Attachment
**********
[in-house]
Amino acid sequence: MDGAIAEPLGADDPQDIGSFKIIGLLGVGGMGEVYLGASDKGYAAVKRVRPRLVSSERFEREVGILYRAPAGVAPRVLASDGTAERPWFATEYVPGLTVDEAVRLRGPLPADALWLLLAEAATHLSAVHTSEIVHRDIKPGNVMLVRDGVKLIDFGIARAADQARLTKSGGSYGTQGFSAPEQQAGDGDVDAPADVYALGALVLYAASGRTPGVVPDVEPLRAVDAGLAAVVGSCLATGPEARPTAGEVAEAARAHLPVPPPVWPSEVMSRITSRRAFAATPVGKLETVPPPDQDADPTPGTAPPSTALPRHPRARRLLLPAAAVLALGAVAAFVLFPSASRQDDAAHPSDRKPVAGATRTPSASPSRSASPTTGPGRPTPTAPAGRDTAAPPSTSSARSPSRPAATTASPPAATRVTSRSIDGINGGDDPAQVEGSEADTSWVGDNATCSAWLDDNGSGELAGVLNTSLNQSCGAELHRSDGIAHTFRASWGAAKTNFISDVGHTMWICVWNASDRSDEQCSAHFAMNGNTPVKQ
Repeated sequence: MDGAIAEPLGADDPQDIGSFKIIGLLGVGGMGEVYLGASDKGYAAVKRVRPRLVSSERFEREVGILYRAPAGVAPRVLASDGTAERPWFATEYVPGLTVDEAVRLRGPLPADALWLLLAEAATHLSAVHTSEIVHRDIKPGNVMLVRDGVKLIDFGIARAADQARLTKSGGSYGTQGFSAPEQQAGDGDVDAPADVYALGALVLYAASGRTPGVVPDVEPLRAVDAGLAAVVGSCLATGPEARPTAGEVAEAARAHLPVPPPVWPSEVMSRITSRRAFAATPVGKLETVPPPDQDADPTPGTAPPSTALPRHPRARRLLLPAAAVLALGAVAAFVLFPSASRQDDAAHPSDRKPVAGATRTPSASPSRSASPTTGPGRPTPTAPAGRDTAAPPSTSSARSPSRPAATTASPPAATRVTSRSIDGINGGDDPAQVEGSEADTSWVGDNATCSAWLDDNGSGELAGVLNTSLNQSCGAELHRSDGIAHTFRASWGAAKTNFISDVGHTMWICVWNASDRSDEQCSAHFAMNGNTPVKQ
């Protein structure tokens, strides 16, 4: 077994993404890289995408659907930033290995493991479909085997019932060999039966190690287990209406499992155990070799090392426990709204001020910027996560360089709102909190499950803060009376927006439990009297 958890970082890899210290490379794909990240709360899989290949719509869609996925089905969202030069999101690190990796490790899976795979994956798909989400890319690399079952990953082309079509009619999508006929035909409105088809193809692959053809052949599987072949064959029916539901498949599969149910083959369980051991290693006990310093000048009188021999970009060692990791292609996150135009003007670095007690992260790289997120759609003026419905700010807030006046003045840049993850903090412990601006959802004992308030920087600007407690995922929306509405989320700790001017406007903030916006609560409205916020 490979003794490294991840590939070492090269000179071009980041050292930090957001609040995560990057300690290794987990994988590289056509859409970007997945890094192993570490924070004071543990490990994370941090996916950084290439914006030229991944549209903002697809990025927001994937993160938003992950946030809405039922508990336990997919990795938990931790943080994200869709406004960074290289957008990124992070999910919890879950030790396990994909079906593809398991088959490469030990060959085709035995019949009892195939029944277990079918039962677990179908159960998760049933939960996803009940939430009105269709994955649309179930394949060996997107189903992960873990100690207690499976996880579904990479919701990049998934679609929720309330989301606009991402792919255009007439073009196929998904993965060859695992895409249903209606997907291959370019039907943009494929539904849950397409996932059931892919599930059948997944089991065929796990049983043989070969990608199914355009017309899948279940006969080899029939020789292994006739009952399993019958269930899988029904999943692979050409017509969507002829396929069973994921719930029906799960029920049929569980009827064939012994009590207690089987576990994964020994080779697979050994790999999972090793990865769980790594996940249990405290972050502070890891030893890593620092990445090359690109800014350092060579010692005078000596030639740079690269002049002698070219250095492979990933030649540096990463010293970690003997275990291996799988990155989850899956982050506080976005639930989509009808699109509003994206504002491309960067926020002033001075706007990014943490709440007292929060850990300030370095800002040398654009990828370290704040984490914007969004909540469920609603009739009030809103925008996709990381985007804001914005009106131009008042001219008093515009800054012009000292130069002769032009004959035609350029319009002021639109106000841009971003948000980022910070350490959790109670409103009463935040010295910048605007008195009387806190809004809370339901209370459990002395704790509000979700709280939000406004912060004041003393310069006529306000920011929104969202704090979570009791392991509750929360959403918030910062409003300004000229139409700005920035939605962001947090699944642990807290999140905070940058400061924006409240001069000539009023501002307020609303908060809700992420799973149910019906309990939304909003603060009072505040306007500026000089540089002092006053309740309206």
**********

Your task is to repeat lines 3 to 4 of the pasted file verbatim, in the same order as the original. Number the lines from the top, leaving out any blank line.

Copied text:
Repeated sequence: MDGAIAEPLGADDPQDIGSFKIIGLLGVGGMGEVYLGASDKGYAAVKRVRPRLVSSERFEREVGILYRAPAGVAPRVLASDGTAERPWFATEYVPGLTVDEAVRLRGPLPADALWLLLAEAATHLSAVHTSEIVHRDIKPGNVMLVRDGVKLIDFGIARAADQARLTKSGGSYGTQGFSAPEQQAGDGDVDAPADVYALGALVLYAASGRTPGVVPDVEPLRAVDAGLAAVVGSCLATGPEARPTAGEVAEAARAHLPVPPPVWPSEVMSRITSRRAFAATPVGKLETVPPPDQDADPTPGTAPPSTALPRHPRARRLLLPAAAVLALGAVAAFVLFPSASRQDDAAHPSDRKPVAGATRTPSASPSRSASPTTGPGRPTPTAPAGRDTAAPPSTSSARSPSRPAATTASPPAATRVTSRSIDGINGGDDPAQVEGSEADTSWVGDNATCSAWLDDNGSGELAGVLNTSLNQSCGAELHRSDGIAHTFRASWGAAKTNFISDVGHTMWICVWNASDRSDEQCSAHFAMNGNTPVKQ
């Protein structure tokens, strides 16, 4: 077994993404890289995408659907930033290995493991479909085997019932060999039966190690287990209406499992155990070799090392426990709204001020910027996560360089709102909190499950803060009376927006439990009297 958890970082890899210290490379794909990240709360899989290949719509869609996925089905969202030069999101690190990796490790899976795979994956798909989400890319690399079952990953082309079509009619999508006929035909409105088809193809692959053809052949599987072949064959029916539901498949599969149910083959369980051991290693006990310093000048009188021999970009060692990791292609996150135009003007670095007690992260790289997120759609003026419905700010807030006046003045840049993850903090412990601006959802004992308030920087600007407690995922929306509405989320700790001017406007903030916006609560409205916020 490979003794490294991840590939070492090269000179071009980041050292930090957001609040995560990057300690290794987990994988590289056509859409970007997945890094192993570490924070004071543990490990994370941090996916950084290439914006030229991944549209903002697809990025927001994937993160938003992950946030809405039922508990336990997919990795938990931790943080994200869709406004960074290289957008990124992070999910919890879950030790396990994909079906593809398991088959490469030990060959085709035995019949009892195939029944277990079918039962677990179908159960998760049933939960996803009940939430009105269709994955649309179930394949060996997107189903992960873990100690207690499976996880579904990479919701990049998934679609929720309330989301606009991402792919255009007439073009196929998904993965060859695992895409249903209606997907291959370019039907943009494929539904849950397409996932059931892919599930059948997944089991065929796990049983043989070969990608199914355009017309899948279940006969080899029939020789292994006739009952399993019958269930899988029904999943692979050409017509969507002829396929069973994921719930029906799960029920049929569980009827064939012994009590207690089987576990994964020994080779697979050994790999999972090793990865769980790594996940249990405290972050502070890891030893890593620092990445090359690109800014350092060579010692005078000596030639740079690269002049002698070219250095492979990933030649540096990463010293970690003997275990291996799988990155989850899956982050506080976005639930989509009808699109509003994206504002491309960067926020002033001075706007990014943490709440007292929060850990300030370095800002040398654009990828370290704040984490914007969004909540469920609603009739009030809103925008996709990381985007804001914005009106131009008042001219008093515009800054012009000292130069002769032009004959035609350029319009002021639109106000841009971003948000980022910070350490959790109670409103009463935040010295910048605007008195009387806190809004809370339901209370459990002395704790509000979700709280939000406004912060004041003393310069006529306000920011929104969202704090979570009791392991509750929360959403918030910062409003300004000229139409700005920035939605962001947090699944642990807290999140905070940058400061924006409240001069000539009023501002307020609303908060809700992420799973149910019906309990939304909003603060009072505040306007500026000089540089002092006053309740309206």